Melflufen is a newer version of melphalan, which we’ve had in myeloma for many years. It’s essentially an alkylating agent. It’s a novel drug with less toxicity. The combination of melflufen and dexamethasone was effective in about 20% or 30% of patients with triple-refractory disease, and the median DOR was also quite significant, at approximately 3 months.
The trial did include a lot of patients who already had melphalan. A lot of patients had seen prior high-dose chemotherapy, and even so the intravenous formulation of an old alkylating agent still had efficacy. This is a good tool to have in our armamentarium, specifically in the triple-refractory patient population where response rates are quite dismal.
We have some data from the MAMMOTH trial, which comprised a real-world data set, in which investigators looked at patients who were refractory to lenalidomide, pomalidomide (Pomalyst), carfilzomib, bortezomib, daratumumab (Darzalex) and isatuximab (Sarclisa). These patients’ response rates are extremely low with a PFS ranging from weeks to a couple months. This translates to poor overall survival of about 6 or 7 months. Melflufen was not used in this patient population, but now there is some evidence to suggest it has efficacy in triple-refractory patients. It’s also a very convenient regimen. Melflufen gives us another tool in our armamentarium to use, mostly to bridge a patient to their next therapy.
Could you highlight the data from the phase 2 GMMG-CONCEPT trial?
This was the phase 1/2 study that evaluated KRd plus isatuximab, which is a CD38-directed monoclonal antibody. Three-drug combinations have been accepted as [standards of care] in the up-front and relapsed settings. The question is, “Can we do better?” With this particular quadruplet, we saw a 100% response rate with a very high proportion of patients achieving minimal residual disease (MRD) negativity. Other trials are ongoing, a couple of which have already been presented.
In 2019, we saw data from the CASSIOPEIA trial with daratumumab plus bortezomib, thalidomide (Thalomid), and dexamethasone (VTd). VTd was used because it is sort of the standard of care in Europe, since lenalidomide was not yet approved there. Here too, investigators saw very high response rates and MRD negativity. The depth of remission or response is very clear with these 4-drug combinations.
In the United States, we have the GRIFFIN trial, which evaluated RVd plus daratumumab. These data were presented by Peter Voorhees, MD, of Levine Cancer Institute, and showed a very high and deep responses and MRD negativity. It’s still too early for all of these 4-drug combinations. We know they are well tolerated.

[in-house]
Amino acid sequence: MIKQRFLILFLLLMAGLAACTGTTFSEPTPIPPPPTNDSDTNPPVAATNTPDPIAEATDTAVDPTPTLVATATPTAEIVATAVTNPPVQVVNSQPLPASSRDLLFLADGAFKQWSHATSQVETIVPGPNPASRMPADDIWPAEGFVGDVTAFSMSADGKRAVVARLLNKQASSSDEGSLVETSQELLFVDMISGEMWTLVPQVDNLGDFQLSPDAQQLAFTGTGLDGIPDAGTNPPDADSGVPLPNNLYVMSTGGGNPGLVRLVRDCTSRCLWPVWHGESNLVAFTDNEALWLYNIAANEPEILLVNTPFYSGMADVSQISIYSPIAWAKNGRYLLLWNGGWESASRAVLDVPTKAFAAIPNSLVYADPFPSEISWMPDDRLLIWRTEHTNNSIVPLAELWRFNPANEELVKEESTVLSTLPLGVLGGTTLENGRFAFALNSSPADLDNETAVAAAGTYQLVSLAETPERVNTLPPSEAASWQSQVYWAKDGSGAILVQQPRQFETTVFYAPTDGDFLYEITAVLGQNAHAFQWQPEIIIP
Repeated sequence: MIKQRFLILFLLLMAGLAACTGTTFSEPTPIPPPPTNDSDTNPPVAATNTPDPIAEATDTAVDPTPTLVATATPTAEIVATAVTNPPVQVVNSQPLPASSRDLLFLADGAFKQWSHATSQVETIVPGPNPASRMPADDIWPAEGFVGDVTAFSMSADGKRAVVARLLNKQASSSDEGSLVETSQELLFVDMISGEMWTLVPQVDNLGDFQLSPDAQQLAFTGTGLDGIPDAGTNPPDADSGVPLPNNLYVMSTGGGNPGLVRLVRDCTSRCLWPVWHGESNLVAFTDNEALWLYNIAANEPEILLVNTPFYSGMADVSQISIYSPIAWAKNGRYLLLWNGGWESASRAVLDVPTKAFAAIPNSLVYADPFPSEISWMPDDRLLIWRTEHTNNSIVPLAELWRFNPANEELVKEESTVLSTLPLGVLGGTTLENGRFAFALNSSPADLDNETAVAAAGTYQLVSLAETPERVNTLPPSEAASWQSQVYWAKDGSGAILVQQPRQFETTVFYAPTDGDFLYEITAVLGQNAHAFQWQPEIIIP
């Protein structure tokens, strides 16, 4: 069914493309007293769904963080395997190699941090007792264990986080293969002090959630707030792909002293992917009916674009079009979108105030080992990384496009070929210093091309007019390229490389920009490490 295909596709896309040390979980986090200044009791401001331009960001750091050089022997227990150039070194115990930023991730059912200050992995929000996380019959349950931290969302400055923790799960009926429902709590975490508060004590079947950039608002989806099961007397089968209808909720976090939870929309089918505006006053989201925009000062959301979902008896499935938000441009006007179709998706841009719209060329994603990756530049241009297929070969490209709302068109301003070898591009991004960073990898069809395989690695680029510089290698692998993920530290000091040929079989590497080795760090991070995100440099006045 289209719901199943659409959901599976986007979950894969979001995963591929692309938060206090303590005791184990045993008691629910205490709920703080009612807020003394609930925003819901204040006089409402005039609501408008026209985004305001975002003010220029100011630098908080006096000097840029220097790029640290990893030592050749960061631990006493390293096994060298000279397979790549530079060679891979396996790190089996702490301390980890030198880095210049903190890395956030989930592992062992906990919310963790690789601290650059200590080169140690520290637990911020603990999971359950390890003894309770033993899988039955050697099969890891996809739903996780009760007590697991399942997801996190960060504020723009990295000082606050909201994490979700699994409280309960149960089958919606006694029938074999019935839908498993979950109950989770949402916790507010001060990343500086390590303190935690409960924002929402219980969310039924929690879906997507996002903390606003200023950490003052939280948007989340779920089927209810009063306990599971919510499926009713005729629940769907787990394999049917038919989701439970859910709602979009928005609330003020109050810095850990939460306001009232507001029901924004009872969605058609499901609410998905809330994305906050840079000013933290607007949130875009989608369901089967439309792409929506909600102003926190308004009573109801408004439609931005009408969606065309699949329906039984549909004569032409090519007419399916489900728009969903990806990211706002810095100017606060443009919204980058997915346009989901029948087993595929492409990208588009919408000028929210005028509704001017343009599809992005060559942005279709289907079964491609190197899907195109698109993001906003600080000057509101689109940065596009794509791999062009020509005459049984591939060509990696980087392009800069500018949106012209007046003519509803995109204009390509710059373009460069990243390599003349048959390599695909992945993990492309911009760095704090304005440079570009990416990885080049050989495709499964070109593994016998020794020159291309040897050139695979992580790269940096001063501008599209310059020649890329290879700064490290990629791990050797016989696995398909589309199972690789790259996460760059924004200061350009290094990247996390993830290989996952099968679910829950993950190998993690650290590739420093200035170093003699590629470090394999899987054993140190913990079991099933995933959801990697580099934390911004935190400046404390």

The question is, “Can these patients continue on therapy and for how long? Will it in some way impact whether they get to transplant?” We’re not asking those questions yet. Most of these studies have transplant built into them, so [the regimen] could be used as induction. Ultimately, will the depth of response translate into improved DOR and improved PFS? Will MRD negativity enable a curative strategy in myeloma? The bottom line is 4-drug regimens are here. We’re using them, and they seem to be well tolerated and have really good efficacy.
Would you like to highlight other data from either medical meeting?
We saw the results of the BOSTON trial with selinexor (Xpovio), which is an oral selective inhibitor of nuclear export proteins that causes cell death in myeloma. Selinexor had been studied previously in the STOMP and STORM trials, the latter of which served as the basis for the agent’s accelerated approval in 2019. The BOSTON trial is the confirmatory trial.
In the trial, patients were randomized to receive selinexor plus bortezomib and dexamethasone (Vd) versus Vd alone. We saw a 4-month PFS benefit with the triplet in patients who had received up to 3 lines of treatment. Selinexor is here to stay, but we’re struggling with the dosing and schedule of selinexor. We need to better understand how to incorporate the agent with some of our other combinations. I do believe we’ll use the agent at a different schedule and in a different combination in the future.
Another thing that should be mentioned are the cellular modulators, which are the next generation of immunomodulatory drugs. These drugs are even more potent than lenalidomide and pomalidomide. At nanomolar concentrations, they can block downstream targets of lenalidomide and pomalidomide, these being Ikaros and Aiolos, which are the downstream transcription factors of cereblon. They bind to cereblon, and in doing so degrade Ikaros and Aiolos at very low concentrations. They also have an immunomodulatory arm to boost the immune system.